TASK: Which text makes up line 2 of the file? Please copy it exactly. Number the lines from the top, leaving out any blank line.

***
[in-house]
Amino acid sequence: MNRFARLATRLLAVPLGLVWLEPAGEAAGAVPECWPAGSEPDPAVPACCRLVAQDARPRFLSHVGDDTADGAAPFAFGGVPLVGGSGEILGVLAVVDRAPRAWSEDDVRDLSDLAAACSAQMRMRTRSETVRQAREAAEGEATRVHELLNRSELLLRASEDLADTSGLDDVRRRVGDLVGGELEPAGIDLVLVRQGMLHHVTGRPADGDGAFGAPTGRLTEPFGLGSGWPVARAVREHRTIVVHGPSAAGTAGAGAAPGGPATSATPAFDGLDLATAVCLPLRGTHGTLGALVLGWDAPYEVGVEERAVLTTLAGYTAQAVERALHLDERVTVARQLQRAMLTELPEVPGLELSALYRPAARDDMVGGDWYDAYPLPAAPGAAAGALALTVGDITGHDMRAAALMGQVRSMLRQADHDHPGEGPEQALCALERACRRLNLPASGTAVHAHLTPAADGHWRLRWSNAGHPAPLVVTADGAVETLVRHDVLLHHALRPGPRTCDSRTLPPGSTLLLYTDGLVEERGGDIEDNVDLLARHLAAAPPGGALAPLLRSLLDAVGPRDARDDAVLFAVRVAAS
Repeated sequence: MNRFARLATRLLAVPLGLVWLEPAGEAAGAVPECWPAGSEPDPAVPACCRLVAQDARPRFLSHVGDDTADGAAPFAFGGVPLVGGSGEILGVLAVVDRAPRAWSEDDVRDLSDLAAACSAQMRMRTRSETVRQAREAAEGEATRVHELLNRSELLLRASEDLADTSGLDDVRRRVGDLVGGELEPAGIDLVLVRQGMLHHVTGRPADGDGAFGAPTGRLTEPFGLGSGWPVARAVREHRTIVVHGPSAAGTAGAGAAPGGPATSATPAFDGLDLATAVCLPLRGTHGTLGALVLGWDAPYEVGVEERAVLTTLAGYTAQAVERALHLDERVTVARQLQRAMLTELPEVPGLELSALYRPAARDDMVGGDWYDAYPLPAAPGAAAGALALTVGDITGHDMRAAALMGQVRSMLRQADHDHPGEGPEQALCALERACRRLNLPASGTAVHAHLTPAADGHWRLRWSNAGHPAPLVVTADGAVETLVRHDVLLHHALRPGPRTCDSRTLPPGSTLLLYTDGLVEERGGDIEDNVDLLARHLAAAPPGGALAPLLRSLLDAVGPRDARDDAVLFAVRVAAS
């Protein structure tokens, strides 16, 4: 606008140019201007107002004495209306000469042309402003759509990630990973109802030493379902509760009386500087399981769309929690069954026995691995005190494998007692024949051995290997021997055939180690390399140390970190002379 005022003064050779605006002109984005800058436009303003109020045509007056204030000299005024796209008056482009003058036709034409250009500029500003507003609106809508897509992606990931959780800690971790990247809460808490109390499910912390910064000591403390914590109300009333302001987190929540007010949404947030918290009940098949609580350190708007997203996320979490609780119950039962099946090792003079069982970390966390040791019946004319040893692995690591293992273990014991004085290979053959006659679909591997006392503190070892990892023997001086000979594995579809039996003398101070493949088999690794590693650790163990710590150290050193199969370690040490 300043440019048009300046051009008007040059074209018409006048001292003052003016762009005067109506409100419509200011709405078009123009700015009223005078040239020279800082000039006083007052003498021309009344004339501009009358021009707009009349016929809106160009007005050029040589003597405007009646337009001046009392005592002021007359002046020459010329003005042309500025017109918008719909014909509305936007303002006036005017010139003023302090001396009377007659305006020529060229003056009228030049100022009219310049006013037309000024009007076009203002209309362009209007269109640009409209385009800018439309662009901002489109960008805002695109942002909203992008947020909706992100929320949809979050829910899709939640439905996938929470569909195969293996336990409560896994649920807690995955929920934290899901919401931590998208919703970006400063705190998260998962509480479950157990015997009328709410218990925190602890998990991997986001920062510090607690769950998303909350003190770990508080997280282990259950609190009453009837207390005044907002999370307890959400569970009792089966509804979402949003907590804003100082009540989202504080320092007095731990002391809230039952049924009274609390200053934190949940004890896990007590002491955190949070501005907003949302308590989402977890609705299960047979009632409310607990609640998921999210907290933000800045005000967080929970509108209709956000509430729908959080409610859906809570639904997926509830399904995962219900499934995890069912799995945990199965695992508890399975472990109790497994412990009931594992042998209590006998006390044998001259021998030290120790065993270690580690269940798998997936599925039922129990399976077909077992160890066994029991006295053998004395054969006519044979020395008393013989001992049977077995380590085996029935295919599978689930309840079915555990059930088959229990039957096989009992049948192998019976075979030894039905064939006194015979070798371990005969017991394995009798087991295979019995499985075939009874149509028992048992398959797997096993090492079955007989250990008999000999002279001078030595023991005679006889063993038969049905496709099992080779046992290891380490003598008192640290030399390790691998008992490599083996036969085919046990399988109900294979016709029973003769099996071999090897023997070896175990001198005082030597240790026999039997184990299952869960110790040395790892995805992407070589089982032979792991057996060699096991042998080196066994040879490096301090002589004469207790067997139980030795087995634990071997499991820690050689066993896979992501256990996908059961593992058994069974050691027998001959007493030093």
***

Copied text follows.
Amino acid sequence: MNRFARLATRLLAVPLGLVWLEPAGEAAGAVPECWPAGSEPDPAVPACCRLVAQDARPRFLSHVGDDTADGAAPFAFGGVPLVGGSGEILGVLAVVDRAPRAWSEDDVRDLSDLAAACSAQMRMRTRSETVRQAREAAEGEATRVHELLNRSELLLRASEDLADTSGLDDVRRRVGDLVGGELEPAGIDLVLVRQGMLHHVTGRPADGDGAFGAPTGRLTEPFGLGSGWPVARAVREHRTIVVHGPSAAGTAGAGAAPGGPATSATPAFDGLDLATAVCLPLRGTHGTLGALVLGWDAPYEVGVEERAVLTTLAGYTAQAVERALHLDERVTVARQLQRAMLTELPEVPGLELSALYRPAARDDMVGGDWYDAYPLPAAPGAAAGALALTVGDITGHDMRAAALMGQVRSMLRQADHDHPGEGPEQALCALERACRRLNLPASGTAVHAHLTPAADGHWRLRWSNAGHPAPLVVTADGAVETLVRHDVLLHHALRPGPRTCDSRTLPPGSTLLLYTDGLVEERGGDIEDNVDLLARHLAAAPPGGALAPLLRSLLDAVGPRDARDDAVLFAVRVAAS